The bride’s family sends 51 plates or thaals containing sweets, fruits, dry fruits and other food items to the groom’s house.
In this ritual, the groom’s family sends a mirror, cosmetics, a makeup box and a betel leaf wrapped in gold or silver foil to the bride. The jewellery of flowers is also sent by the groom’s family, which the bride has to wear on the morning of her wedding.
Kanishran is a part of a divagone ceremony in which the bride and the groom bathe with a mixture of rice, curd, milk and water and flowers are showered on them. After that, they wear new clothes. The bride’s parents give their daughter jewellery, clothes and other items.
Both families offer pooja separately in their houses to the Goddess Parvati and Lord Shiva embarking on their beginning of Grihastha Ashram. The ornaments and the utensils given by her parents are sanctified in front of the sacred fire (hawan).
After the rituals of devagone are performed, both the bride and groom invite their maternal relatives for lunch where they are served traditional Kashmiri dishes.
The Kashmiri groom wears a traditional cloth at their wedding. Starting from head to toe, the head of the groom is decorated with Gordstar. A Gordstar is a turban or headgear tied with a peacock feather on the top. A pheran similar to long sleeved kurta is worn by the Kashmiri Pandit groom. A pheran is tied at the waist with a Louing (waistband) made of pashmina adorned with golden thread called zarbaf. They wear a regional shoe called Paazar. The necklace is either of pearls or gold completes the groom’s attire and gives a perfect and elegant look.
The wedding dress of a Kashmiri Hindu bride is quite colorful and attractive. Starting from the top, the bride’s head is covered with a long kalpush and a white cloth called zoojh is wrapped over Kalpush. At the top of the zoom a glace paper is stitched to it. The overall headgear is known as tarang. A heavily embellished dupatta matching the pheran is worn over tarang. She wears a dazzling pheran which is similar to salwar kameez embroidered with intricate designs. A pheeran is heavily fabricated with zari work with a touch-up of traditional Kashmiri threadwork. This pheran is adorned with a waistband on her waist. The ornaments complete the bridal look of a Kashmiri Hindu Bride.
The necklace covering her neck, the ear rings, the bangles on her hand and the payals on her feet gives a captivating look. A special ornament called Dejharoo is worn by a Kashmiri bride. It is a pair of gold pendant embellished with stones is connected to a gold chain that goes through her ear piercing.This gives a traditional Kashmiri bride quite an elegant look with the custom ornaments. This Dejharoo resembles a Mangalsutra in other Indian cultures. This traditional wedding attire of a Kashmiri bride gives her a glamorous look.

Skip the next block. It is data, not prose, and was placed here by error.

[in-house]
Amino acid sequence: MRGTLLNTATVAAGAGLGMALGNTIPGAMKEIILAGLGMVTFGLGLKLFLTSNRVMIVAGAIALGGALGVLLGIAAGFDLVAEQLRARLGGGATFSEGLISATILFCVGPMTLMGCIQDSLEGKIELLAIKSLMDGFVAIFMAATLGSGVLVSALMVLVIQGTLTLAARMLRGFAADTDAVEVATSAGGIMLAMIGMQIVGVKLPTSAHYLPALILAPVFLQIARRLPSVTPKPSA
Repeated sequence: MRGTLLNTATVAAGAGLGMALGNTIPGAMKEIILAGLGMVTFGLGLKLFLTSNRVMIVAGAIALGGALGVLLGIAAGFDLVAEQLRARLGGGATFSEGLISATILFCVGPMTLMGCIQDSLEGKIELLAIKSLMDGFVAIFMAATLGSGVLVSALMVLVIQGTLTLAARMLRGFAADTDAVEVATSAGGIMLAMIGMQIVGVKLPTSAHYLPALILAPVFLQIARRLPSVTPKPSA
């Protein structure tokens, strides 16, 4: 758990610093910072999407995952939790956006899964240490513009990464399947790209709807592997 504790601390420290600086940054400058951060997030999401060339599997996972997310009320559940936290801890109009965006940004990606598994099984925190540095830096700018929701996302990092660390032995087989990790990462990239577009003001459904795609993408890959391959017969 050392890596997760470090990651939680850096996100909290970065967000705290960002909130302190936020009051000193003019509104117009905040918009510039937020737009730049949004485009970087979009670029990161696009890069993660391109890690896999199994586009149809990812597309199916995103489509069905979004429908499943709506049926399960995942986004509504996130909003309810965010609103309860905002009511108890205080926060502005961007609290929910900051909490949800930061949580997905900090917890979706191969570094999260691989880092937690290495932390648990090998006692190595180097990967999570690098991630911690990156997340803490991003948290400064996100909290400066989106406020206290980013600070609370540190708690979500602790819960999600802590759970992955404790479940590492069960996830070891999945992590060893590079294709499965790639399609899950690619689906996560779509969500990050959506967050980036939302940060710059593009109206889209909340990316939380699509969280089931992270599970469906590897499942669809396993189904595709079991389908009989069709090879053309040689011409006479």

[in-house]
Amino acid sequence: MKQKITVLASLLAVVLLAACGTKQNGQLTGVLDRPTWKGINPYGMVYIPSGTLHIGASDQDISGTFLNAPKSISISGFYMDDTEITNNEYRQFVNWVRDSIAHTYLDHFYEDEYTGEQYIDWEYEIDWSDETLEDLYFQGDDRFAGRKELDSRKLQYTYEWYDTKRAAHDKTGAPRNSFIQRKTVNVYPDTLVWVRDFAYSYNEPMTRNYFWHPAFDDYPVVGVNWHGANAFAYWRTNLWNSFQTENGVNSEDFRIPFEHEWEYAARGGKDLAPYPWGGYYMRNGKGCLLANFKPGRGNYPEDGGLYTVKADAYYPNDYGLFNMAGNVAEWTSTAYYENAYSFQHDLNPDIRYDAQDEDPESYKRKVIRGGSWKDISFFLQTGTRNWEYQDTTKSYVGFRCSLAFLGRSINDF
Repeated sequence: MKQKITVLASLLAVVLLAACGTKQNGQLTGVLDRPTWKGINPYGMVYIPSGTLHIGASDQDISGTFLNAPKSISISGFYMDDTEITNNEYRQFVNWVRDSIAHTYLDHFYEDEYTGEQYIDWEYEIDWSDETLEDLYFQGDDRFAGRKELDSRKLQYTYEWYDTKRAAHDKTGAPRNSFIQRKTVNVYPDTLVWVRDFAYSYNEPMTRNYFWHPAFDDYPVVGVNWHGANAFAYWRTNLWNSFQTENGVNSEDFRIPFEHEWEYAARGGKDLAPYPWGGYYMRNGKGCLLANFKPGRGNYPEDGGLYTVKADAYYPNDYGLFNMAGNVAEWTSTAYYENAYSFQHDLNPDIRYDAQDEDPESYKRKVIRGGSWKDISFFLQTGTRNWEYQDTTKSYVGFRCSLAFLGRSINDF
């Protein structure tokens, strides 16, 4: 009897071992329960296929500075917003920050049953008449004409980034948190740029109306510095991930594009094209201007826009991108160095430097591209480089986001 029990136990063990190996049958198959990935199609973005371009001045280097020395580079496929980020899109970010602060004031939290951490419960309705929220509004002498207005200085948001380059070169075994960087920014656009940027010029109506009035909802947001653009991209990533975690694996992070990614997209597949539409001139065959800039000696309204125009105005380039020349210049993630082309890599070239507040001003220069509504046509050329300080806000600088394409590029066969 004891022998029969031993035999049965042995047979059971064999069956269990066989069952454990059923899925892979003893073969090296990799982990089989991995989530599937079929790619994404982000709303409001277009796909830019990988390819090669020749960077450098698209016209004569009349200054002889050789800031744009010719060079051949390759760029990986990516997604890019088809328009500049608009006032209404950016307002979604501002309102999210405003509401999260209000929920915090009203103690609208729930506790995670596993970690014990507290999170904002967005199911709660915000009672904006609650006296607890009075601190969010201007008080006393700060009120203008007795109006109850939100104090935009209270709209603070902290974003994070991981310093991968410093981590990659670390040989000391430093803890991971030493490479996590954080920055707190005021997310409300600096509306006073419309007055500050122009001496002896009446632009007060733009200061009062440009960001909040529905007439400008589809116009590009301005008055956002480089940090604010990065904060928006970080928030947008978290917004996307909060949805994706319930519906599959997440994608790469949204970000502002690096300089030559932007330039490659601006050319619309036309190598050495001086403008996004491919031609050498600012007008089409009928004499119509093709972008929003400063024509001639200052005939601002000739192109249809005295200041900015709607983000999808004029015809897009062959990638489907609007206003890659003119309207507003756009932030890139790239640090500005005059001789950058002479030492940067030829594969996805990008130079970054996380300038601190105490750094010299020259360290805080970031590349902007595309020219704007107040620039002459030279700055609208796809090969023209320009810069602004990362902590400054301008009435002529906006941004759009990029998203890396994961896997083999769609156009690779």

After the Kashmiri groom gets ready, the female member of the family touches the groom’s left shoulder with some rice and money. Then he takes his sword and leaves for the bride’s home with the baraat where the bride’s family welcomes him. The conch shells are blown upon their arrival to greet them. The fathers of both the bride and the groom exchange nutmeg as approval of this new relationship.
As in every wedding, it also follows strict Vedic rituals. It starts with the mandap puja after which the dwar puja is done. Then the bride is taken to the mandap by her maternal uncle. It is where the couple sees each other for the first time through the mirror under their covered head. The father of the kashmiri pandit bride now places the bride’s hand over the kashmiri groom’s hand which is then covered with the special cloth called athwas. Their heads are tied with mananmal (a golden thread) and all the rituals are performed before the sacred fire and at the auspicious time. They take seven pheras and make seven vows in front of the sacred fire. Now they can start their journey as a kashmiri bride and groom.
After all the rituals have so far been completed, the bride and the groom sit together with the red cloth placed over their heads. The priests recite the mantras and flowers are showered on them by the guests. By the end, vidaai took place when the bride leaves her own family and is now taken to her new home.
The bride is welcomed at her home by her in-laws and the mananmal tied on their heads are exchanged by the couple. Then they are served the traditional kashmiri meal and the rituals performed are-
The couple pays a visit to the bride’s house where they are showered with gifts, fruits, money, etc and treated with traditional Kashmiri delights.
It is the second visit of the newlywed couple to the bride’s home.
A freshly baked cake decorated with nuts called roth is sent to the groom’s house on either Saturday or Tuesday by the bride’s parents.
It is a formal reception organized by a bride’s family for their son-in-law and their relatives. Various Kashmiri delights are served.